Cablegate: Beijing Welcomes U/S William Burns and Delegation,

DE RUEHBJ #3243/01 3380701
O 040701Z DEC 09




E.O. 12958: N/A
DECEMBER 8-9, 2009


1. (U) Embassy Beijing warmly welcomes Under Secretary
William J. Burns and delegation to China December 8-9, 2009,
for consultations with Chinese officials.
Delegation members include:
Ms. Laura M. Rosenberger, Special Assistant to the Under
Mr. Thomas C. Reed, General Services Officer, Executive

2. (U) Control Officer:
Eric Barboriak, Political Officer
Home: (86-10)8450-7110
Office: (86-10)8531-4428
Cell: (86)139-1053-4294
Fax: (86-10)8531-3525
Unclass E-mail:

(U) Deputy Control Officer:
Rong Li, Vice Consul
Home: (86-10) 6539-3035
Tel: (86-10)8531-3725
Cell: (86) 139-1053-4294
Fax: (86-10) 8531-3525
Unclass E-mail:

The Delegation will be met at the airport by Control Officer
and taken to their hotel.

3. (U) Hotel reservations have been made at the Westin Hotel.
No. #1 Xin Yuan Nan Rd., Chaoyang District
Ph: (86-10)5922-8888

--------------------------------------------- -------
--------------------------------------------- -------

4. (U) Effective May 11, 2009, Chinese Health and
Quarantine (H&Q) authorities implemented new procedures to
screen for the possibility of influenza among passengers on
flights arriving from the U.S. Although you will be arriving
on U.S. MilAir, we will need to assure the Chinese
authorities that we have taken steps to confirm no passenger
has H1N1. This will consist of our having an Embassy medical
professional board the aircraft after arrival then telling
waiting Ministry of Health officials that the delegation does
not show evidence of infection.

Security and Threat Assessment

5. (U) The threat level for all China posts is considered low
for crime and medium for terrorism.

6. (U) The Regional Security Office is not aware of any
specific threat directed against any U.S. person or traveling
delegation. Should such information be developed, the
Chinese security services are committed to advise the Embassy
of pertinent information and to provide necessary security

7. (U) China experiences a moderate rate of crime, including
recent incidents ranging from petty theft to murder.
Pickpockets are particularly active in crowded markets, and
foreigners are often sought out as primary targets. Petty
theft from hotel rooms is uncommon, but visitors are advised
not to leave valuables lying loose or unattended in their
rooms. It is the policy of this Mission that employees,
their family members and official visitors to China must not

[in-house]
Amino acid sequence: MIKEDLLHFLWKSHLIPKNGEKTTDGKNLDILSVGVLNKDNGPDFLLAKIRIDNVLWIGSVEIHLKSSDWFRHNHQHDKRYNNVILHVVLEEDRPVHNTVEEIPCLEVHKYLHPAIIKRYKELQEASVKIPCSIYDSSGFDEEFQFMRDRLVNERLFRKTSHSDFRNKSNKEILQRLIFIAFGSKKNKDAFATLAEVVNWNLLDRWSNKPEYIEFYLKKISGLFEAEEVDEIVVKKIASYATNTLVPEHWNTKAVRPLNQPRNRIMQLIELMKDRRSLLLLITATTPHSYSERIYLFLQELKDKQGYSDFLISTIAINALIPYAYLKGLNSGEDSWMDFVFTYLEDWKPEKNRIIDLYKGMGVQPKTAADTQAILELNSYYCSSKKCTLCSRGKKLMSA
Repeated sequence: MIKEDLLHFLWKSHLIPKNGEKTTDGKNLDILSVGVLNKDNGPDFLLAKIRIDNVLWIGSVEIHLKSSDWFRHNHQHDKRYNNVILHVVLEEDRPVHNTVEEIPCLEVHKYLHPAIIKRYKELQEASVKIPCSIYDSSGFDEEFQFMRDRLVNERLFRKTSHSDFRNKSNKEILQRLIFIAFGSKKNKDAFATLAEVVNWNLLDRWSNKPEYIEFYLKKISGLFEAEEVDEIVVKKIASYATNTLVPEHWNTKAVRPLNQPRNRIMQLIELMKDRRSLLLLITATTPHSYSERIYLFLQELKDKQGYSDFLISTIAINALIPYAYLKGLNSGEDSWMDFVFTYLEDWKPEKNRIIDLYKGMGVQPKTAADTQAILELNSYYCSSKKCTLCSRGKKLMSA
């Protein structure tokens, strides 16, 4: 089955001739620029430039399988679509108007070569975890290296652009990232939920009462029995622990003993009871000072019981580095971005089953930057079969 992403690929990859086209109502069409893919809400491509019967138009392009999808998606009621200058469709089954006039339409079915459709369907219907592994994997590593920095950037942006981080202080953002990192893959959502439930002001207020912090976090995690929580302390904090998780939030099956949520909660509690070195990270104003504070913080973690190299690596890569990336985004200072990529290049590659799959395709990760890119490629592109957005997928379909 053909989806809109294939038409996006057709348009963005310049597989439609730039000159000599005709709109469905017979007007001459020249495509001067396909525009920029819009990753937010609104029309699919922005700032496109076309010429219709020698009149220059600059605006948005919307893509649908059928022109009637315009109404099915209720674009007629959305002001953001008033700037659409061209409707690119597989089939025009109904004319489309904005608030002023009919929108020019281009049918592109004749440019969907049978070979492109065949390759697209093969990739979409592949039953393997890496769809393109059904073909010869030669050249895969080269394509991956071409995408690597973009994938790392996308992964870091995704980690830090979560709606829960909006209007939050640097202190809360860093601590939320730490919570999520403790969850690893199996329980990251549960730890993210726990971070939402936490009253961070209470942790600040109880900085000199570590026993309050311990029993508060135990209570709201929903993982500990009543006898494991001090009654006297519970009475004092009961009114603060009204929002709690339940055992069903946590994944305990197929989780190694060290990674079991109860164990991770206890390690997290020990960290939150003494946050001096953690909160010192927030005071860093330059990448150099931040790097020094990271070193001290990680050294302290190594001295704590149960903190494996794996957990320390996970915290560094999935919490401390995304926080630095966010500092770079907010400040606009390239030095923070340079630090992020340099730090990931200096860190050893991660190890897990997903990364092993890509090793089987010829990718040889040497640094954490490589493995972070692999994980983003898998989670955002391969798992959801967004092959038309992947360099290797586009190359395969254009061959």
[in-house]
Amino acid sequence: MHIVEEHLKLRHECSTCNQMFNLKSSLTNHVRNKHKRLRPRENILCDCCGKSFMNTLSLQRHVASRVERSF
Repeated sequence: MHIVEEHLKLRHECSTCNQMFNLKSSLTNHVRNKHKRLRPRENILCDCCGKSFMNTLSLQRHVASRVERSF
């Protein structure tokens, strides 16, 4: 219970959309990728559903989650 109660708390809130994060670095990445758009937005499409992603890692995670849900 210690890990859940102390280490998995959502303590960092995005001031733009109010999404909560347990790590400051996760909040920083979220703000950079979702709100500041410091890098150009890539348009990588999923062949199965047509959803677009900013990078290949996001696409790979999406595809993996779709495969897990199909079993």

knowingly purchase counterfeit or pirated products during
their stay in China. Also, foreigners may be approached in
tourist areas by individuals seeking to exchange U.S. dollars
or to sell pirated or fake products, such as compact discs,
in violation of intellectual property rights laws. These
transactions are illegal, violate Post policy, and must be

8. (U) All U.S. citizen personnel serving under Chief of
Mission authority in a temporary duty status of 30 days or
more must complete appropriate overseas personal security
training prior to travel (04 State 66580). Employees who
have completed the Security Overseas Seminar Course at
State's Foreign Service Institute (FSI) after June 1, 2000,
meet this requirement. All other TDYers must either 1)
complete the approved four-day seminar at FSI entitled
"Serving Abroad for Families and Employees (SAFE) or 2) have
their agency certify to the State Department Bureau of

BEIJING 00003243 002 OF 003

Diplomatic Security that the employee has undergone
equivalent security training. The contact for this
certification is Assistant Director of Training, DS/T, at
telephone (703) 205-2617. Country clearance will not be
granted for any traveler with planned TDY in excess of 30
days if this information is not stated/certified. POC for
additional information is DS RSO, Beijing at:
DS RSO (Note: Travelers from DHS/CBP, DIA,
FBI, DOD and the Peace Corp have been pre-certified by their
agencies with DS.)

9. (U) All/all official visitors are required to obtain a
pre-departure, country specific counterintelligence briefing
from their parent agency before departing for China.
Visitors should contact the security office of their parent
agency. If the parent agency is unable to give the briefing
or needs assistance/guidance, the visitor should contact the
Bureau of Diplomatic Security's Division of